Invisible Stripes is the story of Cliff Taylor (Raft), an ex-convict released on probation who is determined to go straight. He is welcomed back into the home of his mother (Robson) and his little brother, Tim (Holden), but he finds it hard to hold a job due to the mistrust of his employers and the distaste of his co-workers towards ex-cons. Despite professional set-backs, Cliff keeps trying both because his parole terms require him be working and because he knows that Tim is watching him and at risk of turning to crime himself to escape his lower class trappings and provide for his fiancee, Peggy (Bryan). When Cliff senses that Tim's money frustrations have come to a head, though, he desperately turns to his former cellmate, Chuck Martin, and his criminal associates for a way to raise some quick money.
Invisible Stripes is a fairly straightforward social drama in the 1930s Warner Bros. tradition. While George Raft, an actor who never suffered from an excess of on-screen personality, is a bit stiff in the leading role and way too old for the part, the film succeeds because of an exceptionally strong group of supporting performances. Stage great Flora Robson slums a bit, but manages to create a memorable character in the thankless role of Cliff's supportive and long-suffering mother. An impossibly young looking William Holden makes a positive impression as the hot-headed kid brother that builds on his breakthrough performance in Golden Boy a few months earlier. Most significantly, Humphrey Bogart is given a part that transcends his typical one-dimensional low-lifes and suggests the charisma that would lead him to become one of the biggest movie stars of the 1940s.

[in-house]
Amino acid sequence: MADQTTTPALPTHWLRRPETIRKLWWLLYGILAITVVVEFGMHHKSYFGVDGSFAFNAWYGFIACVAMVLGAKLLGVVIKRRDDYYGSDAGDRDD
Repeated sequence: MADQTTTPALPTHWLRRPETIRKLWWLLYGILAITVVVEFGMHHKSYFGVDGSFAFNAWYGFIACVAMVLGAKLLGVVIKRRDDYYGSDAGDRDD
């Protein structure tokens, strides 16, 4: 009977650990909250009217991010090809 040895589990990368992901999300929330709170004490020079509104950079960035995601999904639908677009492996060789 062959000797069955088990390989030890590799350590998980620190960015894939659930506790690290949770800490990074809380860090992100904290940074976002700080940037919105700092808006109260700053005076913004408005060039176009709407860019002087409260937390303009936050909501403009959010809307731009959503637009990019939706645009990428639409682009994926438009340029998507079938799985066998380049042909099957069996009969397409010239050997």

Director LLoyd Bacon constructs the film carefully and efficiently, with a straightforward dramatic first forty minutes that suddenly shifts into high gear with three major action set-pieces in the last forty minutes. There is little humor in the piece, although there is one good inside joke where Humphrey Bogart's character is shown to be walking out of a screening of a theater showing the film You Can't Get Away with Murder, a film from earlier in 1939 which featured the real-life Bogart in the lead.
Larceny Inc. (1942 – Warner Bros. - 95 minutes)
Directed By: Ray Enright
Edward G. Robinson, Jane Wyman, Broderick Crawford, Jack Carson, Anthony Quinn, Edward Brophy, Harry Davenport, John Qualen